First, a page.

Next, the mixture is sonicated for approximately 20 minutes using a Sonicor Model 1150 Ultrasonic Probe or like device. After sonication, the mixture is placed in an evaporator and the solvent is evaporated at room temperature. Once the solvent has evaporated, all that remains are the initiator-treated particles of the present invention. This process typically yields greater than 95% pigment particles which are initiator-treated.
Table I below provides an exemplary formulation for making the initiator-treated particles of the present invention:
TABLE I______________________________________Materials Weight (grams)______________________________________Pigment 1.2-1.4Initiator 0.02-0.10Wetting Agent (for pigment) 3.0-5.0Solvent 30.0-35.0______________________________________
Pigment particles which can be treated in accordance with the present invention comprise light and dark colored, inorganic pigments, organic pigments, and various particles produced from polymers, dyes and the like. Examples of light and dark colored inorganic and organic pigments include titanium dioxide, zinc oxide, zinc sulfide, silica, calcium silicate, alumina hydrate, carbon black, iron oxide black, lamp black, Zn Fe Cr brown Spinel, Magnesium Ferrite, Chreen Spinel, Cr oxide Green, Diarylide Yellow, Arylide Yellow, Hansa Yellow, Benzidine Yellow, Perinone Orange, Diarylide Orange, Ultramarine Blue, Indanthrone Blue, Ultramarine Blue Dixoazine Violet, Quinacridone Violet, Anthraquinoid Red, and Perylene Red and the like.
The polymerization initiator used in the present invention is selected from azo-initiators, photo-initiators, organic peroxides and the like. A preferred polymerization initiator is 4,4'-Azobis (4-cyanovaleric acid). Other polymerization initiators include 2,2"-azobis (2-methyl-butyrontrile), benzoyl peroxide, lauroyl peroxide, octanoyl peroxide, and the like.
The solvent used in the process of the present invention is selected from various aromatic hydrocarbons, aliphatic hydrocarbons, dioxane and dichloromethane. The aromatic hydrocarbon solvents preferably include benzene, toluene, xylene, or tertiary butyl benzene. The aliphatic hydrocarbon solvents preferably include hexane or decane.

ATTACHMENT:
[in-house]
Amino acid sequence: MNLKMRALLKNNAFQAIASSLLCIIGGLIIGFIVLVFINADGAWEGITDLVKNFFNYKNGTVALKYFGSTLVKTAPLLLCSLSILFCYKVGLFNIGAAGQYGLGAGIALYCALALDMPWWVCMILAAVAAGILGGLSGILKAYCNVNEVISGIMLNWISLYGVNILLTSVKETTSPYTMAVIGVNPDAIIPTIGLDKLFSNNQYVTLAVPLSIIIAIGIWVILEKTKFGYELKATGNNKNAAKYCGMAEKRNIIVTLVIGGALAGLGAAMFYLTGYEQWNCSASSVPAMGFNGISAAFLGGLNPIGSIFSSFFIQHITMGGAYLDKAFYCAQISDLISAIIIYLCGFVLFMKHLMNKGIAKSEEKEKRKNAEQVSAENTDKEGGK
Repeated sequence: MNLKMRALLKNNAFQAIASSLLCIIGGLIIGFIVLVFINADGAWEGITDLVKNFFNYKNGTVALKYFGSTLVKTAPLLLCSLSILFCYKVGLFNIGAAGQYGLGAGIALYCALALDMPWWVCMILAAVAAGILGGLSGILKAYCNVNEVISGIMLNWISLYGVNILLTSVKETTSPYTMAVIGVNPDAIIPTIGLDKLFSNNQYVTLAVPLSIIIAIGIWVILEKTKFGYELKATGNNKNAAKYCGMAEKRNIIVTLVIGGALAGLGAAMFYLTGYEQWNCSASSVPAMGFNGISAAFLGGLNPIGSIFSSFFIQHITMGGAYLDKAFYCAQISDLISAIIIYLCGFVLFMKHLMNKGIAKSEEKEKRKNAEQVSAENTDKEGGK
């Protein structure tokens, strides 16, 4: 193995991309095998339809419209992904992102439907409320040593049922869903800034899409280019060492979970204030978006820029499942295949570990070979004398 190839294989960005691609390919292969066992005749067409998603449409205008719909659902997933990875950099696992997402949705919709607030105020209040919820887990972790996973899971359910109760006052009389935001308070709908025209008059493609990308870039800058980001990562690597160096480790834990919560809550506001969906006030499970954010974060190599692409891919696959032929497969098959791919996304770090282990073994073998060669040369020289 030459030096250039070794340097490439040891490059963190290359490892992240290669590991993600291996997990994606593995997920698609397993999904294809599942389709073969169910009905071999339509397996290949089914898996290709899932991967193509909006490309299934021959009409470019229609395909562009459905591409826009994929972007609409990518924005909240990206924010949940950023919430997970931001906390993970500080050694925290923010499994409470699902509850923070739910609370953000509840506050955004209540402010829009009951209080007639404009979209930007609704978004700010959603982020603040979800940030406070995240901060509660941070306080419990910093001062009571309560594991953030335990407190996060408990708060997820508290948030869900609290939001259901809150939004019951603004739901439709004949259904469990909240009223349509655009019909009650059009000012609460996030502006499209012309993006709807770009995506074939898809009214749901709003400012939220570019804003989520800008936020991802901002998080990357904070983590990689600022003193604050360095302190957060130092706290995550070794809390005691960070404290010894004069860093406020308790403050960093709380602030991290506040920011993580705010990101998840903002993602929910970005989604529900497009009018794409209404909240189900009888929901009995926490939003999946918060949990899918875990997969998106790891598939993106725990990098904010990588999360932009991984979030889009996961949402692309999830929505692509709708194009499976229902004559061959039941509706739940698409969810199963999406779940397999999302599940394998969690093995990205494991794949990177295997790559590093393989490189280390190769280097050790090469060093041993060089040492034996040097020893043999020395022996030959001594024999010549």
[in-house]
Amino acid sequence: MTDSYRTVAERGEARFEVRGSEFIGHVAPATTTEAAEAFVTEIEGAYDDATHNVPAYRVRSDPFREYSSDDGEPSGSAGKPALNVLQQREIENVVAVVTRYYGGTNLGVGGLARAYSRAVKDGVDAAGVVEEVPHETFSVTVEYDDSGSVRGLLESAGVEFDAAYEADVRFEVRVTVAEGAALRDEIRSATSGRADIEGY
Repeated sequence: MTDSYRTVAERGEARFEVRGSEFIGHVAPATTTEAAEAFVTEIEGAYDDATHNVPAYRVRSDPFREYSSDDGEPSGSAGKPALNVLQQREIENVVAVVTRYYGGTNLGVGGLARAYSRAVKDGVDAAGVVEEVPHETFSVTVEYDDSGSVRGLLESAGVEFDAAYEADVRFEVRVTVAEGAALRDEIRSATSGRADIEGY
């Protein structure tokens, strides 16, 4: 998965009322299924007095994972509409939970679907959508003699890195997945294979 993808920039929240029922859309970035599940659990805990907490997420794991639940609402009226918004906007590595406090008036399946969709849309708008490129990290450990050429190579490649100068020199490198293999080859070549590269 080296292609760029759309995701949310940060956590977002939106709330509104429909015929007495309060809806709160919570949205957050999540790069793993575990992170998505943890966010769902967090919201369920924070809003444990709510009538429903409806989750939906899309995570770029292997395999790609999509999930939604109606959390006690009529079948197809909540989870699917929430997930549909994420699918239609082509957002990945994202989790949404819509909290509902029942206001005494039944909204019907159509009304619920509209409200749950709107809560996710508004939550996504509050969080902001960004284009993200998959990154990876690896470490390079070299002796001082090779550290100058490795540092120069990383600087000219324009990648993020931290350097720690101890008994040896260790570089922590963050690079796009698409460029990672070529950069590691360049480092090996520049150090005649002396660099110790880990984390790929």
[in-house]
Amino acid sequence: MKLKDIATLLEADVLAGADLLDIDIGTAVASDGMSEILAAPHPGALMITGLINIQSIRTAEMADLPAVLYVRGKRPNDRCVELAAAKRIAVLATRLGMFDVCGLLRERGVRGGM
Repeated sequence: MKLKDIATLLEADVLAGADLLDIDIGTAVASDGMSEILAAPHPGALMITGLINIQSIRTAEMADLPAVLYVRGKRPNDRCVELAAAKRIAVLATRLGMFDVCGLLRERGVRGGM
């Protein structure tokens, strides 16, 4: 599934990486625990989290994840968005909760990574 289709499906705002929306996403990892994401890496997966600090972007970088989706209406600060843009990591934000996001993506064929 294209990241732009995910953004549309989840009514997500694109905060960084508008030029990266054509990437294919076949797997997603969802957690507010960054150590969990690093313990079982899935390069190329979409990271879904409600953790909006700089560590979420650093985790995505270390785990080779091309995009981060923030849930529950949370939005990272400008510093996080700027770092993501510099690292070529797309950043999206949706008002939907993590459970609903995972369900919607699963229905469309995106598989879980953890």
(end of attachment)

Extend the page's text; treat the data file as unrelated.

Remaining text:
The dispersing agent used in the process of the present invention is selected from alkyl hydrocarbons or commercial dispersing agents. The preferred dispersing agents are alkyl hydrocarbons with functional groups --OH and --NH2.
The initiator-treated particles of the present invention are useful in coating pigment particles with one or more solid coatings of polypentaflurostyrene, polystyrene-divinyl benzene and the like. Moreover, the initiator-treated particles of the present invention can be used to produce porous polymer-coated pigment particles.
It will be understood that the embodiments described herein are merely exemplary and that a person skilled in the art may make many variations and modifications to the described embodiments utilizing functionally equivalent elements to those described. Any variations or modifications to the invention described hereinabove are intended to be included within the scope of the invention as defined by the appended claims.
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|U.S. Classification||106/401, 106/413, 106/493, 106/445, 106/471, 106/487, 106/417, 106/476, 428/403, 106/460, 106/400, 428/407, 106/403, 106/499, 106/429, 106/491, 106/447|
|International Classification||G02F1/167, C09B67/08|
|Cooperative Classification||Y10T428/2991, C09B67/0013, G02F2001/1678, Y10T428/2998|
|Aug 22, 1997||AS||Assignment|
Owner name: COPYTELE, INC., NEW YORK